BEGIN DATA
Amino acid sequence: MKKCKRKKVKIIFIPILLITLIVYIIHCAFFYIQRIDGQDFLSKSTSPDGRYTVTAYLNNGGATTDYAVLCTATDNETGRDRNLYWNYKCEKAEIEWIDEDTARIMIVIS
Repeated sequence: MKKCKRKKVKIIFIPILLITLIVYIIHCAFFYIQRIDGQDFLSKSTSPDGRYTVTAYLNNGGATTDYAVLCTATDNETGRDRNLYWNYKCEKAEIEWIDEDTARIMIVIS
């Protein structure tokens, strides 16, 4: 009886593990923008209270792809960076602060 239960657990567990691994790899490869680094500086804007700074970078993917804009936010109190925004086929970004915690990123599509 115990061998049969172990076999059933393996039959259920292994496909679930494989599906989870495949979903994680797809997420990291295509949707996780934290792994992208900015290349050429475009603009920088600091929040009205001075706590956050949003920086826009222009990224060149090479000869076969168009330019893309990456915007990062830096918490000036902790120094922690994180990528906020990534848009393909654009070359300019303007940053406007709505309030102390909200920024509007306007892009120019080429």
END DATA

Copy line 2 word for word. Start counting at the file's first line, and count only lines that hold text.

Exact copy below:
Repeated sequence: MKKCKRKKVKIIFIPILLITLIVYIIHCAFFYIQRIDGQDFLSKSTSPDGRYTVTAYLNNGGATTDYAVLCTATDNETGRDRNLYWNYKCEKAEIEWIDEDTARIMIVIS